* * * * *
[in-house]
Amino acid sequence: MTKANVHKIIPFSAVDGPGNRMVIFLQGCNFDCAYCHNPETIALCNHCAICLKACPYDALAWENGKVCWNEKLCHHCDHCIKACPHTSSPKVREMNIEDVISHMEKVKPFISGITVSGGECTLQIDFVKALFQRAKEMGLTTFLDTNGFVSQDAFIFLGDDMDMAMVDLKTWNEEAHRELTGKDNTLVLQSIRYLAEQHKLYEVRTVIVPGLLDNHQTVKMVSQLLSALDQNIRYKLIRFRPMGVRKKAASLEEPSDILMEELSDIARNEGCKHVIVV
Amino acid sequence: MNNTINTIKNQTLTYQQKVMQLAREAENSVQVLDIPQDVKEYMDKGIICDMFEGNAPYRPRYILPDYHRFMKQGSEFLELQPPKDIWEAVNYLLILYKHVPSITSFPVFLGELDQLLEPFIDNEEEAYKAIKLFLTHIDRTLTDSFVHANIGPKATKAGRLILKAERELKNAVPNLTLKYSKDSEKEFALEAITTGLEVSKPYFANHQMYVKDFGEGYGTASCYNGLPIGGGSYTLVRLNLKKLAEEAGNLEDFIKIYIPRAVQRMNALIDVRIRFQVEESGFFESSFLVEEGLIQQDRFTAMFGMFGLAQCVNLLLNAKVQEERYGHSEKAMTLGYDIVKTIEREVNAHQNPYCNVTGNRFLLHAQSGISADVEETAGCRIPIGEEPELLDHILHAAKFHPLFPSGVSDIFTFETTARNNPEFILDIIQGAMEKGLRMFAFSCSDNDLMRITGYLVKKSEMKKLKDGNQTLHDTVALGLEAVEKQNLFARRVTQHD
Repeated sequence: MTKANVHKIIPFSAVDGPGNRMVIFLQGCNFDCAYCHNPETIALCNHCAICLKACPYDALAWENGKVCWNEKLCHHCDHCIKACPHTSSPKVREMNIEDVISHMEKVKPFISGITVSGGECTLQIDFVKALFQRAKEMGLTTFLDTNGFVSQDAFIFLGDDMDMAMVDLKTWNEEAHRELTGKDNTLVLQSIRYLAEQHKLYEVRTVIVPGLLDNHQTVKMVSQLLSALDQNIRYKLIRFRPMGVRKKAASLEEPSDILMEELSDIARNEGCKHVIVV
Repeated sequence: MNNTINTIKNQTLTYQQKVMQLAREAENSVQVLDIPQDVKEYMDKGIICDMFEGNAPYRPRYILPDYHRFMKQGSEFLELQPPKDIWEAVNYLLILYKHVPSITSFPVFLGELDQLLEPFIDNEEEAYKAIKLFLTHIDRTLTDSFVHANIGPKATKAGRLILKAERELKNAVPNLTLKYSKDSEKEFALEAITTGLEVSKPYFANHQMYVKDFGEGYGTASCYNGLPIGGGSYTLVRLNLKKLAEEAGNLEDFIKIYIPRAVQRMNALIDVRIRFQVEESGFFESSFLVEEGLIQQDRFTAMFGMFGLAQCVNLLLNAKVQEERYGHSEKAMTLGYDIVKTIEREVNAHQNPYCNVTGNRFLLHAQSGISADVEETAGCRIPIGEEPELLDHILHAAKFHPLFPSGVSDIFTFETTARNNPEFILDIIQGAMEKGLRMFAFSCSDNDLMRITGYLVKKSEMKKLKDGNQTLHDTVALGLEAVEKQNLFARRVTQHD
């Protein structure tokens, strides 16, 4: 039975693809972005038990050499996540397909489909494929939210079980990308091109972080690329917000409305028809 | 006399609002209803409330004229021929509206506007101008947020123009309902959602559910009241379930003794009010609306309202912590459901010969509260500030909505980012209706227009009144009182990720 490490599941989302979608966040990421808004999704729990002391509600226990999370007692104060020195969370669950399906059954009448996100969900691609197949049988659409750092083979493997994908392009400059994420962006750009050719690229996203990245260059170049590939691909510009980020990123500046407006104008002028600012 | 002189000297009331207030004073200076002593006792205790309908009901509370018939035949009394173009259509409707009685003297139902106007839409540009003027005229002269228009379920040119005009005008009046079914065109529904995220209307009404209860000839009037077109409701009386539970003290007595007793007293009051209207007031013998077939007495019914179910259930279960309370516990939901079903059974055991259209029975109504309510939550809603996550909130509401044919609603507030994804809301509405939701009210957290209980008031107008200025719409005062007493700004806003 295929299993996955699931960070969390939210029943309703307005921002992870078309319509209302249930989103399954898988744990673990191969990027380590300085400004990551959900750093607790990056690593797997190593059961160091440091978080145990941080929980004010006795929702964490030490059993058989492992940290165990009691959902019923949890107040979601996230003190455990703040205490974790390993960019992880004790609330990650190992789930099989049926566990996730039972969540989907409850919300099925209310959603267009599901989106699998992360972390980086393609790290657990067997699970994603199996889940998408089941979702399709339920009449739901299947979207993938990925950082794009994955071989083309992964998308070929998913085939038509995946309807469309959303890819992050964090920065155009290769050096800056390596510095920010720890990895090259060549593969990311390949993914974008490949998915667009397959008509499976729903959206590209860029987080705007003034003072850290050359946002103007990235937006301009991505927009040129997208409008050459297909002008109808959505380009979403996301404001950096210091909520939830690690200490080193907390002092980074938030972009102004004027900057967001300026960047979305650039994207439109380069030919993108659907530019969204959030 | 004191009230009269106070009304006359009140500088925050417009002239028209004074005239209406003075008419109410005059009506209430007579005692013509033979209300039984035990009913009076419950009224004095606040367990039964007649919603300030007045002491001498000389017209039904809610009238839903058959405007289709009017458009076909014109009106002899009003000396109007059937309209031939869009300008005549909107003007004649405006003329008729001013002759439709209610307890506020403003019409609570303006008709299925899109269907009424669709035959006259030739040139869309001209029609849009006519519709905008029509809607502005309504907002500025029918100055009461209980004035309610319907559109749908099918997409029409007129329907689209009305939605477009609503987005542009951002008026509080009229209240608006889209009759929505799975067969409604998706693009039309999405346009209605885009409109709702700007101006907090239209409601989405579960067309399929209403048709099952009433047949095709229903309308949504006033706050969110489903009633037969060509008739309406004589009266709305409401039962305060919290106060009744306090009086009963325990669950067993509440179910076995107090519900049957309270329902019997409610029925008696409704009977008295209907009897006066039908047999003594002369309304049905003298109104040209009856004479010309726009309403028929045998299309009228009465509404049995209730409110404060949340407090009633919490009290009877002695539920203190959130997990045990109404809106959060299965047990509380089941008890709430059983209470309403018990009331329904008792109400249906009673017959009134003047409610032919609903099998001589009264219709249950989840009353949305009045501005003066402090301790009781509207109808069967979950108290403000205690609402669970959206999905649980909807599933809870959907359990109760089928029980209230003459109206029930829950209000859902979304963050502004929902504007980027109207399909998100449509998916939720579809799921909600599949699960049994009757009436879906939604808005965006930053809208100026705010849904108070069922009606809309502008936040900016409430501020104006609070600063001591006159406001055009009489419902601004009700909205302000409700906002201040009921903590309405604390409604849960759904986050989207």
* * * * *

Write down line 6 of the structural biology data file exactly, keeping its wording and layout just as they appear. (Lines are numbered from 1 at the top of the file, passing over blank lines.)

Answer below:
């Protein structure tokens, strides 16, 4: 039975693809972005038990050499996540397909489909494929939210079980990308091109972080690329917000409305028809 | 006399609002209803409330004229021929509206506007101008947020123009309902959602559910009241379930003794009010609306309202912590459901010969509260500030909505980012209706227009009144009182990720 490490599941989302979608966040990421808004999704729990002391509600226990999370007692104060020195969370669950399906059954009448996100969900691609197949049988659409750092083979493997994908392009400059994420962006750009050719690229996203990245260059170049590939691909510009980020990123500046407006104008002028600012 | 002189000297009331207030004073200076002593006792205790309908009901509370018939035949009394173009259509409707009685003297139902106007839409540009003027005229002269228009379920040119005009005008009046079914065109529904995220209307009404209860000839009037077109409701009386539970003290007595007793007293009051209207007031013998077939007495019914179910259930279960309370516990939901079903059974055991259209029975109504309510939550809603996550909130509401044919609603507030994804809301509405939701009210957290209980008031107008200025719409005062007493700004806003 295929299993996955699931960070969390939210029943309703307005921002992870078309319509209302249930989103399954898988744990673990191969990027380590300085400004990551959900750093607790990056690593797997190593059961160091440091978080145990941080929980004010006795929702964490030490059993058989492992940290165990009691959902019923949890107040979601996230003190455990703040205490974790390993960019992880004790609330990650190992789930099989049926566990996730039972969540989907409850919300099925209310959603267009599901989106699998992360972390980086393609790290657990067997699970994603199996889940998408089941979702399709339920009449739901299947979207993938990925950082794009994955071989083309992964998308070929998913085939038509995946309807469309959303890819992050964090920065155009290769050096800056390596510095920010720890990895090259060549593969990311390949993914974008490949998915667009397959008509499976729903959206590209860029987080705007003034003072850290050359946002103007990235937006301009991505927009040129997208409008050459297909002008109808959505380009979403996301404001950096210091909520939830690690200490080193907390002092980074938030972009102004004027900057967001300026960047979305650039994207439109380069030919993108659907530019969204959030 | 004191009230009269106070009304006359009140500088925050417009002239028209004074005239209406003075008419109410005059009506209430007579005692013509033979209300039984035990009913009076419950009224004095606040367990039964007649919603300030007045002491001498000389017209039904809610009238839903058959405007289709009017458009076909014109009106002899009003000396109007059937309209031939869009300008005549909107003007004649405006003329008729001013002759439709209610307890506020403003019409609570303006008709299925899109269907009424669709035959006259030739040139869309001209029609849009006519519709905008029509809607502005309504907002500025029918100055009461209980004035309610319907559109749908099918997409029409007129329907689209009305939605477009609503987005542009951002008026509080009229209240608006889209009759929505799975067969409604998706693009039309999405346009209605885009409109709702700007101006907090239209409601989405579960067309399929209403048709099952009433047949095709229903309308949504006033706050969110489903009633037969060509008739309406004589009266709305409401039962305060919290106060009744306090009086009963325990669950067993509440179910076995107090519900049957309270329902019997409610029925008696409704009977008295209907009897006066039908047999003594002369309304049905003298109104040209009856004479010309726009309403028929045998299309009228009465509404049995209730409110404060949340407090009633919490009290009877002695539920203190959130997990045990109404809106959060299965047990509380089941008890709430059983209470309403018990009331329904008792109400249906009673017959009134003047409610032919609903099998001589009264219709249950989840009353949305009045501005003066402090301790009781509207109808069967979950108290403000205690609402669970959206999905649980909807599933809870959907359990109760089928029980209230003459109206029930829950209000859902979304963050502004929902504007980027109207399909998100449509998916939720579809799921909600599949699960049994009757009436879906939604808005965006930053809208100026705010849904108070069922009606809309502008936040900016409430501020104006609070600063001591006159406001055009009489419902601004009700909205302000409700906002201040009921903590309405604390409604849960759904986050989207």